At some point in your schooling you learned the Laws of Thermodynamics. And then, at some point shortly thereafter (or at least, shortly after the test on them), you promptly forgot them. And even if you later in life you kept up with reading about science, well, there was always something sexier to read about: black holes, new particles, rovers zipping around on Mars. But in Einstein’s Fridge: How the Difference Between Hot and Cold Explains the Universe (2021), Paul Sen is here to argue thermodynamics deserves both your attention and your respect, seeing as how it lies at the foundation of just about all our technological advancement. And darn if he doesn’t make the case.
On the one hand, the Laws (Sen really focuses mainly on the first two), are pretty simple to formulate: energy can never be created or destroyed but is always conserved and the entropy of the universe is always increasing. But while the words are simple, learning why those things are true was fiendishly difficult. And explaining it so non-scientists understand it (as any high school physics teacher will attest) isn’t much better. But while it took a host of curious and brilliant people (including well known luminaries like Maxwell, Einstein, Turing, and Hawking) centuries to do the former, Sen takes just over 200 pages to do the latter and do it supremely well.
Sen begins in Britain in the early 1800s with Sadi Carnot, who despite dying tragically at age 36, is known as “the founding father of the science of thermodynamics.” From there, Sen methodically and clearly marches through time and science as one discovery after another furthers human knowledge of heat, entropy, and the basic underpinnings of the universe. It’s also a walk through technological progress, from steam engines to internal combustion engines to that titular home appliance (and yes, Einstein did form a business to design better and safer refrigerators) to the transistor and the silicon computer chip. One of the more interesting aspects of Einstein’s Fridge is how the technological advancements often came prior to understanding the underlying scientific fundamentals, and often raised the questions that provoked study of the basic science that allowed for the technology to work.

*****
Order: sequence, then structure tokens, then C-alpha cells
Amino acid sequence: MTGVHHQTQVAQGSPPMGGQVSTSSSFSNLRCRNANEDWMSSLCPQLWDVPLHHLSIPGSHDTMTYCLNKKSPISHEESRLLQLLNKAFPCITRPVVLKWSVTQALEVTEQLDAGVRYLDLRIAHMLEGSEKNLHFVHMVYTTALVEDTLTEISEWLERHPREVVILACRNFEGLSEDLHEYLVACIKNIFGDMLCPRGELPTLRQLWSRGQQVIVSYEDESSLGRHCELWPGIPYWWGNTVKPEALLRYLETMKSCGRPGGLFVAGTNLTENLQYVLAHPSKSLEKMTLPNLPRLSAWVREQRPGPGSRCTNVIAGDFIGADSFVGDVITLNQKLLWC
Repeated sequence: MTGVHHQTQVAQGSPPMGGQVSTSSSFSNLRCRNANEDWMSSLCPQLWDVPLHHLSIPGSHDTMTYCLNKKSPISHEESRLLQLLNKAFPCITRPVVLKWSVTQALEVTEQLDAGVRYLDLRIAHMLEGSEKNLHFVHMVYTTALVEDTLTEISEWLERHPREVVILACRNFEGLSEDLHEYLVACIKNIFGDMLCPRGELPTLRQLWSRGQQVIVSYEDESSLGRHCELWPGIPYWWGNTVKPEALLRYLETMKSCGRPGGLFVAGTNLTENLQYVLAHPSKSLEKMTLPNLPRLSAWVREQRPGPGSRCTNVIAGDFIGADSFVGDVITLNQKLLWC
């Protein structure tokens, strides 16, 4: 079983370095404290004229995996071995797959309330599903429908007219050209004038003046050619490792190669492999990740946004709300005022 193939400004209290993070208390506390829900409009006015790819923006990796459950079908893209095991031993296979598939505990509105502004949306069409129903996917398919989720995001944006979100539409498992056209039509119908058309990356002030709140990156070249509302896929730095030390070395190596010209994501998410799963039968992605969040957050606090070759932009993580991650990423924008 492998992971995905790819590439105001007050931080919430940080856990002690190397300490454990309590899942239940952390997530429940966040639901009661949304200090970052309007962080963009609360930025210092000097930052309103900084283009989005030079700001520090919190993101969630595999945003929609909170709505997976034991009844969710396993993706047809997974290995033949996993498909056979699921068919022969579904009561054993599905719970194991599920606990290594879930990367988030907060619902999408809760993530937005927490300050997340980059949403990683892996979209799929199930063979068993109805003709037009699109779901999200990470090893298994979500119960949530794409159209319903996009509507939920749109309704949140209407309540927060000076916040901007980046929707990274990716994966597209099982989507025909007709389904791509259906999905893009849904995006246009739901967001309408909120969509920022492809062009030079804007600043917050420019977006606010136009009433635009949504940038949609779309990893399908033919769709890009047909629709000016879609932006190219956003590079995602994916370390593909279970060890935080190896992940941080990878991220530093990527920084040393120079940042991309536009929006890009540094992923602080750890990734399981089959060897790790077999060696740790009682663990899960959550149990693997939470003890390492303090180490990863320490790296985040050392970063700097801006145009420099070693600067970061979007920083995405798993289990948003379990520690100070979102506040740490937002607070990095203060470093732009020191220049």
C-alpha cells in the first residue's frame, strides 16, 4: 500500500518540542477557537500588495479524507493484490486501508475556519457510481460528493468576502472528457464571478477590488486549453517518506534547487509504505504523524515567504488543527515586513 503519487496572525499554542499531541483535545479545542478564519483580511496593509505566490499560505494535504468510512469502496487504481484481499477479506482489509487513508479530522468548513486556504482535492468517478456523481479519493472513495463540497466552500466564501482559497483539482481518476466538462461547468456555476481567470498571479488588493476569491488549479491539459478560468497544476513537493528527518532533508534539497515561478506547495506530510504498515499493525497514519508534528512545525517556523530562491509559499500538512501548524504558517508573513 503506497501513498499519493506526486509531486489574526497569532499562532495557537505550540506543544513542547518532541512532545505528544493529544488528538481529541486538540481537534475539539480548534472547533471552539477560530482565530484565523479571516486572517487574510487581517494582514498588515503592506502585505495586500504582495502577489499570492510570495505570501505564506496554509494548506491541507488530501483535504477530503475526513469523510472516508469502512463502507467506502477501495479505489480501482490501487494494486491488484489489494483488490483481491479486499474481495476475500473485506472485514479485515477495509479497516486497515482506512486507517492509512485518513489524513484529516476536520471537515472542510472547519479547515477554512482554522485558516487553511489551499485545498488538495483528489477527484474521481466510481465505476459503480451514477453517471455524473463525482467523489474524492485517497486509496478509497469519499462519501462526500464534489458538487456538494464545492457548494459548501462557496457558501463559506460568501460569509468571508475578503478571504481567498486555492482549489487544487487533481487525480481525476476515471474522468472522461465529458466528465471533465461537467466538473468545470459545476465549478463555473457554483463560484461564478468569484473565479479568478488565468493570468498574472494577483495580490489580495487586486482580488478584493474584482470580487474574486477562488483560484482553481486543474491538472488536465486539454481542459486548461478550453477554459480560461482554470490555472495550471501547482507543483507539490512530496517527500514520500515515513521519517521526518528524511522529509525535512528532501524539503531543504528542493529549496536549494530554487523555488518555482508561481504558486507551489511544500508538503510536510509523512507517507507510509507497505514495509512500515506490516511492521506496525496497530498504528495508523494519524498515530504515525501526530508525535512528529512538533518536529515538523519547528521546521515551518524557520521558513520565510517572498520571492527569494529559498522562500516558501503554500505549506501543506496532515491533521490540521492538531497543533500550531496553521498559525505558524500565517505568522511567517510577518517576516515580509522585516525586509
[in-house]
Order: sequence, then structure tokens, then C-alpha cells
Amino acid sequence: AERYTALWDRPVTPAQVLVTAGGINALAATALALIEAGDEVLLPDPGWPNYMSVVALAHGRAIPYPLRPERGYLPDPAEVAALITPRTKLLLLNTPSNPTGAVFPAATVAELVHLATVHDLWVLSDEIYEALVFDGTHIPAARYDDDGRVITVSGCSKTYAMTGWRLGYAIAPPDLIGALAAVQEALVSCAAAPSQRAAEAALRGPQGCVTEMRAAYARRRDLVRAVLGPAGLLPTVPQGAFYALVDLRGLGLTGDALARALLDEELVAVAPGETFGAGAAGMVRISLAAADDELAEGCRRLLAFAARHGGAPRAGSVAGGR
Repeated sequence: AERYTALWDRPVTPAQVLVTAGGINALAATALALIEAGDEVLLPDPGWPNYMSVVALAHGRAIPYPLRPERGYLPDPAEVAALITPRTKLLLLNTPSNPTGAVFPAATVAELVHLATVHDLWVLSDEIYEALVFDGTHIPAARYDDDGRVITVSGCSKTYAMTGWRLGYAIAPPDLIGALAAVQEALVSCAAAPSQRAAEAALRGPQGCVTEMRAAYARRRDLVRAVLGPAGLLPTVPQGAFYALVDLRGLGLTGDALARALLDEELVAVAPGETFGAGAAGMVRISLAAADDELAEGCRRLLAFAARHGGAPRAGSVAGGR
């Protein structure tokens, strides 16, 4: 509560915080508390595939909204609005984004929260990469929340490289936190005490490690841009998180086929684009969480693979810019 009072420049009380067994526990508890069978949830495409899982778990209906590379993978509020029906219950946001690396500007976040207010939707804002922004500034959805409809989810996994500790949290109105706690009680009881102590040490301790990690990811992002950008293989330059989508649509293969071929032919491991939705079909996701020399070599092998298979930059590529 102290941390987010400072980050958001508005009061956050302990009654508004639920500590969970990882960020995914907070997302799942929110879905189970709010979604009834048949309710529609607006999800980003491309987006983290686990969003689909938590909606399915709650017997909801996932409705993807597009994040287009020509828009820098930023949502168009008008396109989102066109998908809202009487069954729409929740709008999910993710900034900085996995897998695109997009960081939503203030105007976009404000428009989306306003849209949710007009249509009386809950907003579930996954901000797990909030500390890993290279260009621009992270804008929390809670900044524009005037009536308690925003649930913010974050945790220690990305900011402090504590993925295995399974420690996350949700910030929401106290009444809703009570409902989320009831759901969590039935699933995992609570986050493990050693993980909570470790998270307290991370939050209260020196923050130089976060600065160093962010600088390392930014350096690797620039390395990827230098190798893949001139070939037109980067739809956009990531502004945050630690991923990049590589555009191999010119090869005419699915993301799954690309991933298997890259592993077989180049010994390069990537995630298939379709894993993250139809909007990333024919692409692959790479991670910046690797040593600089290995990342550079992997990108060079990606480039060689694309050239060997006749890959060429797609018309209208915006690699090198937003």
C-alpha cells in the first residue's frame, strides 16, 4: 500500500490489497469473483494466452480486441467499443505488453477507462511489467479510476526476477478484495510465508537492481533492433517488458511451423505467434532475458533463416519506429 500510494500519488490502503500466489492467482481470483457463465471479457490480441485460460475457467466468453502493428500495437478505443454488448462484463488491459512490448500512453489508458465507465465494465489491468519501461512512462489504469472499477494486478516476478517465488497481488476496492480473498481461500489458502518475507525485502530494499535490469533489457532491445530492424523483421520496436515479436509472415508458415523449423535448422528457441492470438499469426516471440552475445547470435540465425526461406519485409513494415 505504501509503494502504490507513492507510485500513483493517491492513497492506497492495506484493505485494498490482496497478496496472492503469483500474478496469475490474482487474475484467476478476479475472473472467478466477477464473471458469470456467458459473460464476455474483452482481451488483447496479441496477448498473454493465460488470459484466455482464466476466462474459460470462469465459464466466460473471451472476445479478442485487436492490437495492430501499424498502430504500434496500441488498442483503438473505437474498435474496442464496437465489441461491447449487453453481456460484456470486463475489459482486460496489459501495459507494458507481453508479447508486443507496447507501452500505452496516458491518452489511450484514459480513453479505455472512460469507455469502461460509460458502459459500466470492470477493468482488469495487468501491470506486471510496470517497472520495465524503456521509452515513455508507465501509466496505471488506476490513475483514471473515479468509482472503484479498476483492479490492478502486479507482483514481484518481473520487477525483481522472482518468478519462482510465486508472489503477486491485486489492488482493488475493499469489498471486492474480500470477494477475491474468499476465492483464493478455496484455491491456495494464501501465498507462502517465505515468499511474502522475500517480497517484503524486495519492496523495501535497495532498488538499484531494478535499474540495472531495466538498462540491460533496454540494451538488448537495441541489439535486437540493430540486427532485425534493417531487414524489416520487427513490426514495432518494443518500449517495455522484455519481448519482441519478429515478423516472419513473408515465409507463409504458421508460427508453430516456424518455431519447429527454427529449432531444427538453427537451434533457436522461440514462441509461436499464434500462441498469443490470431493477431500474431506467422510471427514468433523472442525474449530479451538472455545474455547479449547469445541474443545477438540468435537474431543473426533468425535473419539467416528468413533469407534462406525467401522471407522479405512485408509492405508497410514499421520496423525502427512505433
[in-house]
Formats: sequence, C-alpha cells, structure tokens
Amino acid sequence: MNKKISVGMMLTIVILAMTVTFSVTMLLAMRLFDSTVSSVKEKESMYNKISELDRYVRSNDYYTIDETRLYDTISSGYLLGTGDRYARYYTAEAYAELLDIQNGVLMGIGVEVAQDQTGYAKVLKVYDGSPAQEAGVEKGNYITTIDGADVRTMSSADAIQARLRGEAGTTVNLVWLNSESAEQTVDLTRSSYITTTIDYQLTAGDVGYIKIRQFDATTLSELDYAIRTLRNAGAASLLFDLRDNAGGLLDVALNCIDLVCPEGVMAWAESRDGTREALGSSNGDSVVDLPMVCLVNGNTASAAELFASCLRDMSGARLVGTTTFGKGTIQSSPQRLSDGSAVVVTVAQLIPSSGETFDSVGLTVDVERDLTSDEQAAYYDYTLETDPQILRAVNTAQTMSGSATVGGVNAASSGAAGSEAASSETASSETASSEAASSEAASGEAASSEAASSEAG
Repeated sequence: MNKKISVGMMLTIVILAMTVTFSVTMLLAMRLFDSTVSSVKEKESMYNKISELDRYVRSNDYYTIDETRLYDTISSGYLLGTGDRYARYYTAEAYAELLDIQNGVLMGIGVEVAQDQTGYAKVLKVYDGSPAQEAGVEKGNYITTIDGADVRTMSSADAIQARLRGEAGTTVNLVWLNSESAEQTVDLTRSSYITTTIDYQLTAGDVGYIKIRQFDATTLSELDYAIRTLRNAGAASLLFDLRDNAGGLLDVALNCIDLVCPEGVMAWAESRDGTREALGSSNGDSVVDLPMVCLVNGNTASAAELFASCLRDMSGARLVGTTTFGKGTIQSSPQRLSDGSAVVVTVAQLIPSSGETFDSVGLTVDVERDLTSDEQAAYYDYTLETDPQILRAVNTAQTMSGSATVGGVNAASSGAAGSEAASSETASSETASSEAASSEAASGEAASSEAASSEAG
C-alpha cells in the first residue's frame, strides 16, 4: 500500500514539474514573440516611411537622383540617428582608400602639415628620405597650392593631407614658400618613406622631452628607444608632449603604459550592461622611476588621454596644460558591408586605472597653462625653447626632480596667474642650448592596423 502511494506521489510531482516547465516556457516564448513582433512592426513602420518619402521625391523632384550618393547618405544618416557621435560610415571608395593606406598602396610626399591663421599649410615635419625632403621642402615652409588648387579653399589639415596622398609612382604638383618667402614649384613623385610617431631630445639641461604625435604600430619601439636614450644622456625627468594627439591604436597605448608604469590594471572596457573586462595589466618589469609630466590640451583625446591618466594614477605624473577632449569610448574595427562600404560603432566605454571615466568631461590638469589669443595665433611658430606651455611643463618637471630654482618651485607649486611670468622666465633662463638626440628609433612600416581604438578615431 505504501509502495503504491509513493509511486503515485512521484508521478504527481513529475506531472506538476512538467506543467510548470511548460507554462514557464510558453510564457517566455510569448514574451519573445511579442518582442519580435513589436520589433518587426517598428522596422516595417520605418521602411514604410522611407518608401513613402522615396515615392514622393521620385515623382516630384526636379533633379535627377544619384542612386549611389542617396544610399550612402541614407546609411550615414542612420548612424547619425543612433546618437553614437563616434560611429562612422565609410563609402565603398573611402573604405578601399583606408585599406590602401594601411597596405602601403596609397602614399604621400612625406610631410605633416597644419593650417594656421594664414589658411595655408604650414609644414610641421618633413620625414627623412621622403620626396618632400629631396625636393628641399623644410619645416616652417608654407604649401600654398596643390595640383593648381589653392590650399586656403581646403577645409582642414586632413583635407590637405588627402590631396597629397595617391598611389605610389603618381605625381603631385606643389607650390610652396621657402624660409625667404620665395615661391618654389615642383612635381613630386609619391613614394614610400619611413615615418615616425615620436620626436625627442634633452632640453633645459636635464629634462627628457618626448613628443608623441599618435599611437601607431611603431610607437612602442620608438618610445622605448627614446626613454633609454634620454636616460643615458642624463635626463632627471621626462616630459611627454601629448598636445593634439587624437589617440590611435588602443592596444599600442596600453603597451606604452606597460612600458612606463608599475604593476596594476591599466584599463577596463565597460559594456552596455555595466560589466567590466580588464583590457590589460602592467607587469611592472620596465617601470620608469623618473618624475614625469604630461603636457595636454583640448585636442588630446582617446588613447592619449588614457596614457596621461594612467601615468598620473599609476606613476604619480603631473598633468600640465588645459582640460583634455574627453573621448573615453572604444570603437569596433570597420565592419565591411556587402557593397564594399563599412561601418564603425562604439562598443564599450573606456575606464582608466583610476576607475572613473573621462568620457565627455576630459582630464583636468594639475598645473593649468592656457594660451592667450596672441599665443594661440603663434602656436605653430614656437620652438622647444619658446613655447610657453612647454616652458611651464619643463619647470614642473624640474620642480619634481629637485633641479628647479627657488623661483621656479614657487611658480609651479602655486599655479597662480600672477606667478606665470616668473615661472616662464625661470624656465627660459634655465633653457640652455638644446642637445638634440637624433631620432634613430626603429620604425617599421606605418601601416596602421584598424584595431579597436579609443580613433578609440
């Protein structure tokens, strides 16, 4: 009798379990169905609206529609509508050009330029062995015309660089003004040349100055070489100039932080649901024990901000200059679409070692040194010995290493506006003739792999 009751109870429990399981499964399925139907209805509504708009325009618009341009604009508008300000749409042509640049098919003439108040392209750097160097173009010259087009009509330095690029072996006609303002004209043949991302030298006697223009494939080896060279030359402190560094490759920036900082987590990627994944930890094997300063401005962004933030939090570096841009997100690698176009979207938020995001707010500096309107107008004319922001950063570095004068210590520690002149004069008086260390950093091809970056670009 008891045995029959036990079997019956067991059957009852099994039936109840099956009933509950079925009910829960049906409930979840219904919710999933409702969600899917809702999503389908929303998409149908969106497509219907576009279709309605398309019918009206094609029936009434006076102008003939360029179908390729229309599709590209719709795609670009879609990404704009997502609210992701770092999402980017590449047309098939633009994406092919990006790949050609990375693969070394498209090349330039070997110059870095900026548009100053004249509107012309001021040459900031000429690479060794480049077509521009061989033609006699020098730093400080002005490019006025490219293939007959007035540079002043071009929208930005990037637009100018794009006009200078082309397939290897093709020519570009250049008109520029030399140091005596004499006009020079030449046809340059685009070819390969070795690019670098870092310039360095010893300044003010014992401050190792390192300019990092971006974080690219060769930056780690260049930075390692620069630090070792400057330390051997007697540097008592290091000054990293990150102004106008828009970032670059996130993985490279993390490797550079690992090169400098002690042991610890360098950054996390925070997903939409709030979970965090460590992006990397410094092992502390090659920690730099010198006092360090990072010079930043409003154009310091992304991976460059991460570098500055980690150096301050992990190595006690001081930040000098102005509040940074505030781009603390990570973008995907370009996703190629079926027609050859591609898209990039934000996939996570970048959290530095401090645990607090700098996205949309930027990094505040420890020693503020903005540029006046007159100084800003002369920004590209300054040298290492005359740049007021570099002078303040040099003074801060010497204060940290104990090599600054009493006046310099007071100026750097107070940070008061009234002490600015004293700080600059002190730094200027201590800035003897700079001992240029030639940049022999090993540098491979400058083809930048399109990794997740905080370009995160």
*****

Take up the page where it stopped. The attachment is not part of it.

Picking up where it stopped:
The narrative is never anything but crystal clear, with Sen lucidly and carefully laying out the science, aided by a number of greatly appreciated illustrations. He also makes frequent use of analogies to make the unfamiliar and esoteric more familiar and grounded in something easier to understand, a typical tool in popular science books. Here, though, things are a bit of a mixed bag. While many of the analogies helped illuminate their subjects, a few I thought were actually a bit muddy, leaving me wondering if that made things more complicated than simpler. Meanwhile, the thumbnail sketches of the many important figures such as the aforementioned household names, along with others such as Kelvin, Joule, Helmholtz and others are concise but engaging and at times even moving, as with the tragic early death of Carnot, or the suicides of Bernoulli and Turing.
Einstein’s Fridge is wonderfully clear, winningly concise, peppered with interesting personal stories, and leaves you knowing more about its topic than you did going in. Not that you should feel too bad about how little you knew at the start, given that Sen closes with a story of how even Stephen Hawking got thermodynamics wrong. So maybe the rest of us can be forgiven for needing just the book Sen provides us.